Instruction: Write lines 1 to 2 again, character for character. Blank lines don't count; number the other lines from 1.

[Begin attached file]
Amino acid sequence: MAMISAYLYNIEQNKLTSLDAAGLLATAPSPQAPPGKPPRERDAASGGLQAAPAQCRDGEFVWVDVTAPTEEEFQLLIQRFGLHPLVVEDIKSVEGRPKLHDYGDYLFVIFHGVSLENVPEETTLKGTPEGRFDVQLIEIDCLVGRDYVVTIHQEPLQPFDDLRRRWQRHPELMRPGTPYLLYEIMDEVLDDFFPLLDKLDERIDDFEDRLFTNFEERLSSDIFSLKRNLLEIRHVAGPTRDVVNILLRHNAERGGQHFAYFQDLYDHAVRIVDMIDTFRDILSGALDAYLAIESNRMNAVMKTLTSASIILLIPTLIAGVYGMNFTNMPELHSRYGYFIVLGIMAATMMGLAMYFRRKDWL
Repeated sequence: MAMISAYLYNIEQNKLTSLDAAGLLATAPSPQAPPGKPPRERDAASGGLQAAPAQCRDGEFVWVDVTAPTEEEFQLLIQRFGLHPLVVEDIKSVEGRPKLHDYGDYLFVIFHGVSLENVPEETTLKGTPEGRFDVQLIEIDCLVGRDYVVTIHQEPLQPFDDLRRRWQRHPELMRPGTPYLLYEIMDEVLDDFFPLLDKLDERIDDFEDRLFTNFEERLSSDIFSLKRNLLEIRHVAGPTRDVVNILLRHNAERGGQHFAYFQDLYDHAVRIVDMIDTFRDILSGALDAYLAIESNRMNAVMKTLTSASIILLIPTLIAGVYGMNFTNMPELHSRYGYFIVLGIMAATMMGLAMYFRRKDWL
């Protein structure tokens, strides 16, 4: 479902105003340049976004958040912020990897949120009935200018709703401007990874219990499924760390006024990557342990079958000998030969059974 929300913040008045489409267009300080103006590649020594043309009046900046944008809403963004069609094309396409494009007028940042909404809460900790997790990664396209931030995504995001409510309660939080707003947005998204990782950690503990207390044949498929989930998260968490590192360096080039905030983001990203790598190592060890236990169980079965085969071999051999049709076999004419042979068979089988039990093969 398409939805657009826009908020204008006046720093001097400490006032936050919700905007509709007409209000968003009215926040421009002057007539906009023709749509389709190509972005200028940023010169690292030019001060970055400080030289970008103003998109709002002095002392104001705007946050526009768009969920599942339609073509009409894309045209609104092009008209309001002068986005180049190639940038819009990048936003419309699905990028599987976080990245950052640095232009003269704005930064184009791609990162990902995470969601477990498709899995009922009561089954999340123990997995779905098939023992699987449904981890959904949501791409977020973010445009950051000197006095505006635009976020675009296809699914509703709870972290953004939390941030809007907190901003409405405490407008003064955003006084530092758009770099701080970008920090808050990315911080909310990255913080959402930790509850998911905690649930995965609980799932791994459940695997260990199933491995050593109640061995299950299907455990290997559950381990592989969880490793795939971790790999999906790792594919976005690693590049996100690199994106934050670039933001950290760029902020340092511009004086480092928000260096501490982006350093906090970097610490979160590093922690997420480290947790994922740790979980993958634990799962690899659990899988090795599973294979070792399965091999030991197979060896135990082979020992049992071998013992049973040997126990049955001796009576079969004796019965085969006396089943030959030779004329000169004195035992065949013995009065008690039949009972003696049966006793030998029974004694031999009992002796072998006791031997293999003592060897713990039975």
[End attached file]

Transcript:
Amino acid sequence: MAMISAYLYNIEQNKLTSLDAAGLLATAPSPQAPPGKPPRERDAASGGLQAAPAQCRDGEFVWVDVTAPTEEEFQLLIQRFGLHPLVVEDIKSVEGRPKLHDYGDYLFVIFHGVSLENVPEETTLKGTPEGRFDVQLIEIDCLVGRDYVVTIHQEPLQPFDDLRRRWQRHPELMRPGTPYLLYEIMDEVLDDFFPLLDKLDERIDDFEDRLFTNFEERLSSDIFSLKRNLLEIRHVAGPTRDVVNILLRHNAERGGQHFAYFQDLYDHAVRIVDMIDTFRDILSGALDAYLAIESNRMNAVMKTLTSASIILLIPTLIAGVYGMNFTNMPELHSRYGYFIVLGIMAATMMGLAMYFRRKDWL
Repeated sequence: MAMISAYLYNIEQNKLTSLDAAGLLATAPSPQAPPGKPPRERDAASGGLQAAPAQCRDGEFVWVDVTAPTEEEFQLLIQRFGLHPLVVEDIKSVEGRPKLHDYGDYLFVIFHGVSLENVPEETTLKGTPEGRFDVQLIEIDCLVGRDYVVTIHQEPLQPFDDLRRRWQRHPELMRPGTPYLLYEIMDEVLDDFFPLLDKLDERIDDFEDRLFTNFEERLSSDIFSLKRNLLEIRHVAGPTRDVVNILLRHNAERGGQHFAYFQDLYDHAVRIVDMIDTFRDILSGALDAYLAIESNRMNAVMKTLTSASIILLIPTLIAGVYGMNFTNMPELHSRYGYFIVLGIMAATMMGLAMYFRRKDWL